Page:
A unanimous vote by the City Council solidified a deal that will have TYSL lease 9.7 acres of the Holly Sugar Sports Complex for the next 15 years, with a 10-year option the city can extend at the end of that period.
The league will pay the city $1,455 per year and maintain the fields under the lease’s terms, while the city will maintain roads and other vital infrastructure.
The soccer league agreed to contracts similar to those signed by the Tracy Fútbol Club, Tracy Little League and Tracy Babe Ruth, rounding out the players attached to the first phase of development for the complex off Tracy Boulevard, north of Interstate 205.
Shirley Thompson, president of TYSL, said after the council meeting that the league took longer to finalize the contract than other leagues because its leaders wanted to fully vet several issues, including runoff from irrigation.
“We had a few things we had to iron out,” Thompson said. “Nobody should jump into (memorandums of understanding) without thoroughly researching things.”
Thompson said her league includes 1,700 players on teams ranging from under-6-years-old to under-19 years-old. TYSL has had recent problems finding enough fields for the youth to practice and play, she said.
“We struggle every year just to find places for them to practice,” she said. “It’s kind of rough. It’s a constant battle.”
City staff explained during the meeting that the city’s role in preparing the sports complex should be completed by the middle of January. The next step will be for the clubs to put in their playing surfaces, a project that Thompson said will be a challenge because both labor and money are needed. The league is still determining the costs of installing the fields and subsequent work needed to prepare them for league play.
“It’s going to take the community to help do this,” she said.
After years of advocating for more fields, Thompson said it was a “great” step forward — and not just for her club.
“I’ve been doing this for 26 years, and been fighting for this for 15 years,” she said. “It’s a much-needed thing for all of the sports in town.”
Sports complex name game
The council also took a first step toward naming the Holly Sugar Sports Complex.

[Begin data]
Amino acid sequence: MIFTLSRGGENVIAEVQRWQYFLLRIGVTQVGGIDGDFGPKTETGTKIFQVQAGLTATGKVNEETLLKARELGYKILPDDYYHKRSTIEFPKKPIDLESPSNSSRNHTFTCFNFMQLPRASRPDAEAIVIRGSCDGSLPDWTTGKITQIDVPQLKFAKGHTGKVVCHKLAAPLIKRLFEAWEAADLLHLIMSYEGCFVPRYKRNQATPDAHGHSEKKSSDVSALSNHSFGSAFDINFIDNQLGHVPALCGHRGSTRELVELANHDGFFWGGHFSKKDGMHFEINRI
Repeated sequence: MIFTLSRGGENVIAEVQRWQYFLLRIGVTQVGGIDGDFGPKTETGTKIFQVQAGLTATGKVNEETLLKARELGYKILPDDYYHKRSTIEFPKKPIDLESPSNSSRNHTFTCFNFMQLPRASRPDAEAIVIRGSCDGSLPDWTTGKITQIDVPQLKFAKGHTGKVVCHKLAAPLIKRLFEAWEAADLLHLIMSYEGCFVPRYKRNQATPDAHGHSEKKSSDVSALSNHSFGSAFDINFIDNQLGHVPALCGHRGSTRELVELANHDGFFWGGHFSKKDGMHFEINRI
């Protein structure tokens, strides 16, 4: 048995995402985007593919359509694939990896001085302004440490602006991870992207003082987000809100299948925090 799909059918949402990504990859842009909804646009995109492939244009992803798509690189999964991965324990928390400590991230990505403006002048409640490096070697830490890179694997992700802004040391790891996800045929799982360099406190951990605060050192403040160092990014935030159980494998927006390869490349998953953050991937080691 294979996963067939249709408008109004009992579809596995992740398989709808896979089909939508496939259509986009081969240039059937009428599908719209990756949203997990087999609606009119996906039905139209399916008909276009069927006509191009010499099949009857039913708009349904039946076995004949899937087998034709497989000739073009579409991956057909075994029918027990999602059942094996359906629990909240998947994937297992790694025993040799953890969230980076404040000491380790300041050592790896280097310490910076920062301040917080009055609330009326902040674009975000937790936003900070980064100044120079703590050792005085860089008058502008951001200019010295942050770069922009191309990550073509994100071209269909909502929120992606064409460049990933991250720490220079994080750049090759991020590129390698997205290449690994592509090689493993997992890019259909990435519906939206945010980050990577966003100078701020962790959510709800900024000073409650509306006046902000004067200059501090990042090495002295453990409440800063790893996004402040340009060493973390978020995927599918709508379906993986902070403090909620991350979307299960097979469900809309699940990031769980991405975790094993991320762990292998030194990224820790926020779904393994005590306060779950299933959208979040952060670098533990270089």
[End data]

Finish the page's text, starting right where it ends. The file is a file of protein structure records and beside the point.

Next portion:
All four members of the council agreed that staff should look at selling naming rights to the under-construction sports complex in exchange for either a one-time lump sum or annual payments.
But, all four council members said, staff should also consider a naming process that could combine a sponsor’s name with a local historical element.
According to a staff report delivered by city management analyst Vanessa Carrera, such an arrangement could pay homage “to a historic, geographical or cultural element within the community, while maintaining the benefits of a for-profit business naming rights agreement, which include revenue generation and greater marketing exposure.”
Examples offered by Carrera included naming rights deals in Gloucester, Mass., and Lewisville, Texas, which netted their respective cities $500,000 over 10 years and $1.5 million over 10 years, respectively.
Waste project goes forward
The council unanimously agreed to changes in a project designed to save the city money and desalinate city wastewater in order to meet state salt discharge standards.
In addition to extending a timeline for the project’s completion by 18 months, the council agreed to add an ethanol alcohol component.
Now, sugar beets will be used to create the ethanol, which will power a significant portion of the plant that otherwise, would have needed electricity from Pacific Gas and Electric Co., according to Frank Schubert of Combined Solar Technologies, the company designing the desalinization system.
The mash left over from the converted beets will be added to cattle feed, while the electricity generated will be sold to the city at a reduced rate to power the desalinization plant, according to city staff.
After the council meeting, Schubert said that will bring a cost savings to the city and speed up the project’s finish date.
He said a two-year timeline for completion of the plan approved Tuesday was more than realistic.
“We’re putting full weight into it,” Schubert said, adding that not having to negotiate with PG&E knocked three to five years off his timetable.
He added that without CST’s novel approach to taking the salt out of the treated wastewater Tracy discharges into Old River, the city was looking at a more costly desalinization system that could have required increasing local water rates “200 percent” or more.
At a glance
WHAT: Tracy City Council regular meeting
WHEN: 7 p.m. Tuesday, Sept. 4
WHERE: City Hall, 333 Civic Center Plaza
DETAILS: Mayor Pro Tem Michael Maciel, councilmen Steve Abercrombie, Bob Elliott and Robert Rickman were present. Mayor Brent Ives was absent.